A leading climate agency presents more powerful evidence that the world is rapidly warming. [3 August 2010 | Peter Boyer]
Earth has just experienced its hottest decade since we began measuring such things, and 2010 is on track to be the hottest year ever recorded. That’s the official word from the world’s leading national climate agency.
These observations and other long-term trends have led the Washington-based National Oceanic and Atmospheric Administration to declare that all the leading climate indicators, of which land temperature is only one, are telling us that global warming is upon us and is happening quickly.
NOAA, the US government’s central weather and climate agency, has just released its State of the Climate in 2009, a 220-page report summarising what happened around the globe last year and where we’re at now. Published by the American Meteorological Society, it draws on the work of over 300 scientists from nearly 50 countries, including Australia.
One of the strengths of the NOAA study is its collaboration with numerous separate institutions around the world, resulting in multiple, independent strands of evidence, all of which, says NOAA administrator Jane Lubchenco, “point to the same conclusion: our planet is warming”.
Aside from the UN’s monumental IPCC report (next due in 2013), the annual State of the Climate is the pre-eminent indicator of global climate trends, prepared annually with the help of universities and research agencies around the world.
Its release came in the lead-up to an Australian election in which climate policy (such as it is) has struggled to get air amid a welter of lesser but noisier topics. The ever-starker warnings from science are getting no traction in the parallel universe that is an election campaign.
Unlike many other climate studies, which use computer models to project trends into the future, the NOAA report is based on observed data. As the authors say, it’s the “annual scorecard” of the climate system, an account of real climate as it happens.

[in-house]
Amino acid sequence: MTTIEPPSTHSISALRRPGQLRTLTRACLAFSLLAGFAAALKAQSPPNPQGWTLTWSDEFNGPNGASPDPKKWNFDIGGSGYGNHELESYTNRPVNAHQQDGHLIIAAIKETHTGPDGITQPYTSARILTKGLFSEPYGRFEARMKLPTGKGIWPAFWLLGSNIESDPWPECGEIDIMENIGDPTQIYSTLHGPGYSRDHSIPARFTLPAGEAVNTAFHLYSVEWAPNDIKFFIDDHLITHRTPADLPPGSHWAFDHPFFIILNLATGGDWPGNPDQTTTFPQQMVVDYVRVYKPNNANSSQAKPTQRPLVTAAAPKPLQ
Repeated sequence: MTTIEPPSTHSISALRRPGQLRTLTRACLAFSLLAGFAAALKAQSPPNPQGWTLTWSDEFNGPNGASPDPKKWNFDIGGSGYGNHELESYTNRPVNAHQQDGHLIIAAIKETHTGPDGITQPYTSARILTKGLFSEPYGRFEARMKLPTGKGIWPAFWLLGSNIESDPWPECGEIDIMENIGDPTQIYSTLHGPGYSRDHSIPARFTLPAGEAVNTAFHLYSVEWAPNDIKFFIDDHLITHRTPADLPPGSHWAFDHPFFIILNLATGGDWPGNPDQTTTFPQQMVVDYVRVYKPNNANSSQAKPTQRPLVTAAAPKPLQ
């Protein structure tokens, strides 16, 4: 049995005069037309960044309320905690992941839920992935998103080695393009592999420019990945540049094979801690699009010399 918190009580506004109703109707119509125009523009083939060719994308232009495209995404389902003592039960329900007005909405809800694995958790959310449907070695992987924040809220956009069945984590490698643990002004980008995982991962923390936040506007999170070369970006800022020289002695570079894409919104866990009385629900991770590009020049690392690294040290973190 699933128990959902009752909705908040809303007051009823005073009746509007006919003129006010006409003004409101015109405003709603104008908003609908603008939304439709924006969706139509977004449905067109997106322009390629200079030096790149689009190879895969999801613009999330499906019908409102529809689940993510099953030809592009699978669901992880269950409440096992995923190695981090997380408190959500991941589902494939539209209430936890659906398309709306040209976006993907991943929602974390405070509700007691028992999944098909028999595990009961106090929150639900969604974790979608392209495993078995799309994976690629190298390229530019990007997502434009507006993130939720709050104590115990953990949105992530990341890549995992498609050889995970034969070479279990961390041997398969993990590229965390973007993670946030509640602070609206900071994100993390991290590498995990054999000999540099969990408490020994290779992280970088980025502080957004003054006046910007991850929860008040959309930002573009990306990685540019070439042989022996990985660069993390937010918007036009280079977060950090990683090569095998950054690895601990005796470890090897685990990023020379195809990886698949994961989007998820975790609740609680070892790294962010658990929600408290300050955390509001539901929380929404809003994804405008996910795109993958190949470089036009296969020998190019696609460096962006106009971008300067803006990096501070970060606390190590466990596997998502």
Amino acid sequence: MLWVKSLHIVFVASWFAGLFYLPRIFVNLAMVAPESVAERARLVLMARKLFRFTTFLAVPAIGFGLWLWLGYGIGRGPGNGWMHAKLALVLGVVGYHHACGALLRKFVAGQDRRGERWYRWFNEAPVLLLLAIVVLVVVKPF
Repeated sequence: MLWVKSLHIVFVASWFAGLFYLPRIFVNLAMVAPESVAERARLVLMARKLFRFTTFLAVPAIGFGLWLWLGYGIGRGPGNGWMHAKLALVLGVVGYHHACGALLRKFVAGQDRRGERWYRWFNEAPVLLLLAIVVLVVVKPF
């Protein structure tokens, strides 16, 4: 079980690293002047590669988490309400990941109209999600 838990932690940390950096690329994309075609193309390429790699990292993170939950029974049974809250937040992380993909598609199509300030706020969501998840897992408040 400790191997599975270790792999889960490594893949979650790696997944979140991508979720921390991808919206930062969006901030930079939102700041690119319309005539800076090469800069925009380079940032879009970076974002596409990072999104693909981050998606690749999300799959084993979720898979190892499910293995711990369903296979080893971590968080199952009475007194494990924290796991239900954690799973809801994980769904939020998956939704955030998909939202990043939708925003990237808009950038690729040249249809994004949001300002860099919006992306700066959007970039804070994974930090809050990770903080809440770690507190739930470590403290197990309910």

The NOAA report found that in 2009:
• Upper ocean waters continued a strong recent warming trend to record levels, demonstrating the oceans’ dominant role in storing planetary heat.
• Extreme warmth was felt especially across southern Asia, South America, New Zealand and Australia (whose experience of unprecedented record high temperatures is now being repeated in Russia, with Moscow under siege from forest fires).
• While India suffered a record dry and China had its worst drought in five decades, exceptionally heavy rainfall and flooding were experienced in North and South America, Britain and coastal Africa, killing many people and displacing hundreds of thousands.
• Sea level fluctuated in the transition from La Niña to El Niño conditions, actually dropping during La Niña but returning to higher levels in the latter half of 2009.
• Summer minimum sea ice extent in the Arctic was the third-lowest since the start of reliable records in 1979. Last year is expected to be the 19th consecutive year in which glaciers have lost volume.
The oceans came in for some special scrutiny. NOAA reported new evidence that ocean waters have absorbed over 93 per cent of the extra heat trapped by greenhouses gases in the past half-century. The warming isn’t just in the oceans’ upper levels; evidence shows warming around 2000 metres below the surface.
Because water expands when it warms, the extra heat is contributing significantly to sea-level rise, but the capacity of seawater to retain heat long-term is an even bigger concern. This problem won’t be going away for hundreds, even thousands of years.
Those who argue that mere humans can’t influence climate have focused a lot on temperature, but the NOAA assessment is based on an array of separate climate indicators covering the planet from the poles to the equator and from the outer atmosphere to the deep ocean.
The report gives special emphasis to 10 key indicators. Half of these are temperature indicators (over land, over oceans, on the sea surface, deeper in the ocean and in the lower atmosphere); others are sea level, humidity, and the surface coverage of snow, glaciers and sea ice.
NOAA reports that all of these key indicators, without exception, indicates a marked warming over the past 30 years, with each decade warmer than its predecessor and an “unmistakeable” upward trend in surface air temperatures. Science has been unable to find a natural cause for the warming, leaving human greenhouse gas emissions as the likely cause.
The NOAA report is powerful evidence that continuing our high levels of emissions is stretching our planet’s systems to a point that threatens our human future. We’ve made much of our cleverness and adaptability as a species, but our failure to act on this is saying something much less flattering.
This is really tough. While addressing the gigantic challenge of transforming our energy, food-producing and other economic systems and grasping some very complex science (demanding a lot of patience and some counter-intuitive thinking), we must deal with a campaign, supported by powerful vested interests, to undermine the science and confuse the message.
The evidence is before us. We desperately need our political leaders to see it, and act in unison.